For years now, civic leaders downtown have told each other that the Metro Rail subway is essential for Los Angeles to become a "world city" and center of Asian commerce.
Accordingly, a Metro Rail milestone was passed Friday with a major Japanese firm, Ohbayashi Corp., emerging as the leading candidate to dig the first subway tunnel through downtown next year.
Sealed bids for the huge job were read publicly shortly after 2 p.m. Friday, accompanied by gasps and curses from an audience of competing contractors. A joint bid by the M. L. Shank Co. of Denver and Ohbayashi, an international concern based in Tokyo, was the lowest received.
Their price for the tunnel--$26.3 million--was $2 million better than the closest competitor and far below the $38.5 million that was estimated by the Southern California Rapid Transit District, which is in charge of building the subway.
Number of Complaints
The low bid set off unprintable grumbling among some of the competitors, who have become increasingly frustrated as Japanese firms underbid American contractors for more and more domestic jobs, including several large projects in Los Angeles.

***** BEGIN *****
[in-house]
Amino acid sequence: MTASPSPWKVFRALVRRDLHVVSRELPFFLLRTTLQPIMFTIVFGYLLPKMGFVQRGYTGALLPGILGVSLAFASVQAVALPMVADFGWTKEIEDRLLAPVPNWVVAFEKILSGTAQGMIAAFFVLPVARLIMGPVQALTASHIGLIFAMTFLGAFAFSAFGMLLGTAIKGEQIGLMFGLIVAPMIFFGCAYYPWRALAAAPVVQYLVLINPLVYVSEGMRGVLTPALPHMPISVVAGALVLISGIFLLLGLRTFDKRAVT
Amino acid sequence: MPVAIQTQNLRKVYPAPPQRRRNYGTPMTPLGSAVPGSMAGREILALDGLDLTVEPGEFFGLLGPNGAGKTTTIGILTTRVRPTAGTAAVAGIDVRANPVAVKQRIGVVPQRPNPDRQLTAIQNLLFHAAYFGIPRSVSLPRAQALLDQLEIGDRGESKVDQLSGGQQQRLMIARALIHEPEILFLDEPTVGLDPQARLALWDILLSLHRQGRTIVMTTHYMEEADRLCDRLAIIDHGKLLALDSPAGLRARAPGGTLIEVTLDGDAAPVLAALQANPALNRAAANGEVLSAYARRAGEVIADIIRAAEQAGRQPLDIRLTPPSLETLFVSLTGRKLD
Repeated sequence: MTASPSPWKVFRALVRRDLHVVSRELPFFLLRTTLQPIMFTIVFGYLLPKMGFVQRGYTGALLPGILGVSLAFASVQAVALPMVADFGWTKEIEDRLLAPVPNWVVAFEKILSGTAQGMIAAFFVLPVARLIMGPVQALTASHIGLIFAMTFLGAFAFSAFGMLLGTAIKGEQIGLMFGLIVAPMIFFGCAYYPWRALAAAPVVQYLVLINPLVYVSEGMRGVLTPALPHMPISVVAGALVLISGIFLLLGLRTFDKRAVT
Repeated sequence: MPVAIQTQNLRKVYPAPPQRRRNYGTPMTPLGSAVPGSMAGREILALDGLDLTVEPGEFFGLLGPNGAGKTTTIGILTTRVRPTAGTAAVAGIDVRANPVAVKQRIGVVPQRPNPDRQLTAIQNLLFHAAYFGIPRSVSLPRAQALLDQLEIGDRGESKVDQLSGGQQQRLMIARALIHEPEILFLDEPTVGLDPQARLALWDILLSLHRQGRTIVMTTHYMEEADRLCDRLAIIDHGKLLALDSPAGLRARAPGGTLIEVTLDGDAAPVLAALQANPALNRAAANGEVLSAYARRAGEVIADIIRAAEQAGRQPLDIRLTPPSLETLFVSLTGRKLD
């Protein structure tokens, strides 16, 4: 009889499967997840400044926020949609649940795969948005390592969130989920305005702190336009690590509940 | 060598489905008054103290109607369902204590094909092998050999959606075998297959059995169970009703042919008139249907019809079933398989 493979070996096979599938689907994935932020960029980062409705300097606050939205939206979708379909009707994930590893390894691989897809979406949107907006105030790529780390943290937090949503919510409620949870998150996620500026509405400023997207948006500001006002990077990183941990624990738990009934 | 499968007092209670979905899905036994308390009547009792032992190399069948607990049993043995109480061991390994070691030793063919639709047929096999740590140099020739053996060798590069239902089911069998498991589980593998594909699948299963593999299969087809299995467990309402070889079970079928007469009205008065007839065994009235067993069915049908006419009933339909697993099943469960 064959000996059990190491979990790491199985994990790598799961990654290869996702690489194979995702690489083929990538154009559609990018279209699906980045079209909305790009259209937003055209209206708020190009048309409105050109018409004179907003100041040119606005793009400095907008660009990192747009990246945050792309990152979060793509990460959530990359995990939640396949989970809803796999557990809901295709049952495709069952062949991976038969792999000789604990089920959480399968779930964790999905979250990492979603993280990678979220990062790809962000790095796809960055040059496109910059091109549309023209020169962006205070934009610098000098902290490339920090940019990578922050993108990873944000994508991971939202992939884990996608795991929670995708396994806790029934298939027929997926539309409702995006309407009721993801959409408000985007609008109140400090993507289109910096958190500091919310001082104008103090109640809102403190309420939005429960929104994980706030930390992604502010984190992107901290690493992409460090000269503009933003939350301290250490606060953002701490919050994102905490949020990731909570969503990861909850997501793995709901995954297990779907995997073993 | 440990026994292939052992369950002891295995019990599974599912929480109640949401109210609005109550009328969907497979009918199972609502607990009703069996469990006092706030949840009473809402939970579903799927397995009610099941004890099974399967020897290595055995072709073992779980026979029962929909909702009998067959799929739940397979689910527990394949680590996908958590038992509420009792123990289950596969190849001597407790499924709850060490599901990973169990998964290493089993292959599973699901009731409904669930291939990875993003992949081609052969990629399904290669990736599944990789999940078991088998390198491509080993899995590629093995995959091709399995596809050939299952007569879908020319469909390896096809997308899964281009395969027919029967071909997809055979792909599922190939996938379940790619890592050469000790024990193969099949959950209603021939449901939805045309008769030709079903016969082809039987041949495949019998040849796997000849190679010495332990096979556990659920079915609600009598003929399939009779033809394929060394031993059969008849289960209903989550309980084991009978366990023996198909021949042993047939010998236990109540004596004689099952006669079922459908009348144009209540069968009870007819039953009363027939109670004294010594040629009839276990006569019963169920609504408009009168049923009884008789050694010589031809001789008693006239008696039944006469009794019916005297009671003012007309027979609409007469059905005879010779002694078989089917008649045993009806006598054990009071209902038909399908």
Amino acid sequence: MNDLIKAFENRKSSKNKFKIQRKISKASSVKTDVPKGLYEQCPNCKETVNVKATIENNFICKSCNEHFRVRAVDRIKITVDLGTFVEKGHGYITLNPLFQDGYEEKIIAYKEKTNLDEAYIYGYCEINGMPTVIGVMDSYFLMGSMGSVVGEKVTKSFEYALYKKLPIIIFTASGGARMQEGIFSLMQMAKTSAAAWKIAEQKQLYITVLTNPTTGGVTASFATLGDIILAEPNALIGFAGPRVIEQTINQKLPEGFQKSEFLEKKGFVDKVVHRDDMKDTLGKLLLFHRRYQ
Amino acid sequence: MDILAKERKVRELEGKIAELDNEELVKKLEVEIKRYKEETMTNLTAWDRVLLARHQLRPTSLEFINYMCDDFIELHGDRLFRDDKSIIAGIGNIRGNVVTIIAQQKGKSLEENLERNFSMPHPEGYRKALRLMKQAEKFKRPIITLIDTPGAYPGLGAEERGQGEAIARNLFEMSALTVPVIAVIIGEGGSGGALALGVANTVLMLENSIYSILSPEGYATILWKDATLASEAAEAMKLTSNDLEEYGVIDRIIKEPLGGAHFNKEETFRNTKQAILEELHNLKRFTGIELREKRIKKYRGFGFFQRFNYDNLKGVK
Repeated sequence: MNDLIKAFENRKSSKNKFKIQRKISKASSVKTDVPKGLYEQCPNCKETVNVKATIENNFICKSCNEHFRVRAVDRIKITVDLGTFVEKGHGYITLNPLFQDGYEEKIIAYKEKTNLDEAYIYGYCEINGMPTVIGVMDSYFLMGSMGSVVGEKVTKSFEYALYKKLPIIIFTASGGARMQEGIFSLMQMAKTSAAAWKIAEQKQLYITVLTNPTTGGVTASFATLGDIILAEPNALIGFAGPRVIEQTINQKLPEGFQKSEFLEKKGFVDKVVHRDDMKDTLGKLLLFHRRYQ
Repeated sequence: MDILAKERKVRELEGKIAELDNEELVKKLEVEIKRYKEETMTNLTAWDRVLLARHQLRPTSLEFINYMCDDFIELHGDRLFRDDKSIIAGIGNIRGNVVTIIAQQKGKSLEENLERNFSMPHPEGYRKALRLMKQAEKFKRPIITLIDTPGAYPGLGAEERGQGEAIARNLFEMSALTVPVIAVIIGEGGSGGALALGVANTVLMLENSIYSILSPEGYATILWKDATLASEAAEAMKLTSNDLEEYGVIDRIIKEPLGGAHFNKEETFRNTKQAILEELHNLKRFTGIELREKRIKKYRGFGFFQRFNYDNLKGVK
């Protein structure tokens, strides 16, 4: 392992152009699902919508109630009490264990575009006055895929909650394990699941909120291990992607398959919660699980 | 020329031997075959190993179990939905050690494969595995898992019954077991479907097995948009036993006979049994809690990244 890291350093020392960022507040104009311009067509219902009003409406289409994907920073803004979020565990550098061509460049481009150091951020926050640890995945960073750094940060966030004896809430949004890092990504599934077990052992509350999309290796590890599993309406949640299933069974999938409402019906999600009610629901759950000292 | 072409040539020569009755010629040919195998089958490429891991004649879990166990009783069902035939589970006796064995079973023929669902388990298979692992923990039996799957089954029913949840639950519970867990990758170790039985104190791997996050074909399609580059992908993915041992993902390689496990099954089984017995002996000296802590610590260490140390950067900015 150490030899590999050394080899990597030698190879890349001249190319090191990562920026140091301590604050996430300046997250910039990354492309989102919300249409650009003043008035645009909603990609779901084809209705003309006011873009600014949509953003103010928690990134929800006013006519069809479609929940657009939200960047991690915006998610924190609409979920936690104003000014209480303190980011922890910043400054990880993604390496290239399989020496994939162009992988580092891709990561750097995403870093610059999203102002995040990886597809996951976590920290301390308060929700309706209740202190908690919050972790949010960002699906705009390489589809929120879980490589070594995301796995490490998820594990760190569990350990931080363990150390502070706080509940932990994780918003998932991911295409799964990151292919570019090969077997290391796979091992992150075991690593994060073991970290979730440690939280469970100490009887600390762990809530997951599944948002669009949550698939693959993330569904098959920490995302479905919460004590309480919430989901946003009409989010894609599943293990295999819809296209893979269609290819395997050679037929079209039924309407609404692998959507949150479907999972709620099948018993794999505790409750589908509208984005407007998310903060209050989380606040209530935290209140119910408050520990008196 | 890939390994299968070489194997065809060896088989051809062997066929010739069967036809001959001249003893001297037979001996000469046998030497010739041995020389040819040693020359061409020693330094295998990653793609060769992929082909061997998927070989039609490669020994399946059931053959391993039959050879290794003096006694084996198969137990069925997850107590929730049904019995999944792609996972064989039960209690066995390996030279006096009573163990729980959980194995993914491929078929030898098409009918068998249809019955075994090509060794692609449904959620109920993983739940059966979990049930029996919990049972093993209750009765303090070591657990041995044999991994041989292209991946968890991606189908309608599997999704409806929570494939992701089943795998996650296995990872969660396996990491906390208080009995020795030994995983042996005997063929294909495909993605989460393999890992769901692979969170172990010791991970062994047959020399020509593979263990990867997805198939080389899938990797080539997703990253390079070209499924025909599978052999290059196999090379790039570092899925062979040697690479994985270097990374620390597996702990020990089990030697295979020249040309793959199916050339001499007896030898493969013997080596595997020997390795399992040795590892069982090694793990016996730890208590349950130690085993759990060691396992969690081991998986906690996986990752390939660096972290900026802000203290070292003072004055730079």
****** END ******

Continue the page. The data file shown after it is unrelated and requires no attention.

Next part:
"Quite frankly, I am surprised to see one (bid) this low," said James Crawley, director of engineering transit facilities for Metro Rail. "Needless to say, we are pleased."
Before the contract is awarded to Shank and Ohbayashi, RTD officials must be persuaded that the firms can actually handle the job. The first Metro Rail tunnel will be excavated from 5th and Hill streets downtown to below Flower and 7th streets, and will take more than two years to complete. The job will be the first underground work on the first phase of the transit line, to be built from Union Station to Wilshire Boulevard and Alvarado Avenue by 1992. There are plans to extend the line in later years to North Hollywood.
Shank and Ohbayashi appear to meet all qualifications, including a requirement to use American products and hire a guaranteed percentage of minority and female subcontractors. The appointed RTD board has scheduled a vote on the bid next month.
The two firms are currently working together in Phoenix, digging a $50-million storm drain tunnel. Metro Rail would be their second joint venture, project manager Jerry Stokes said Friday in Los Angeles.
Ohbayashi is one of Japan's largest contractors and in recent years has won several large American jobs by bidding below domestic contractors.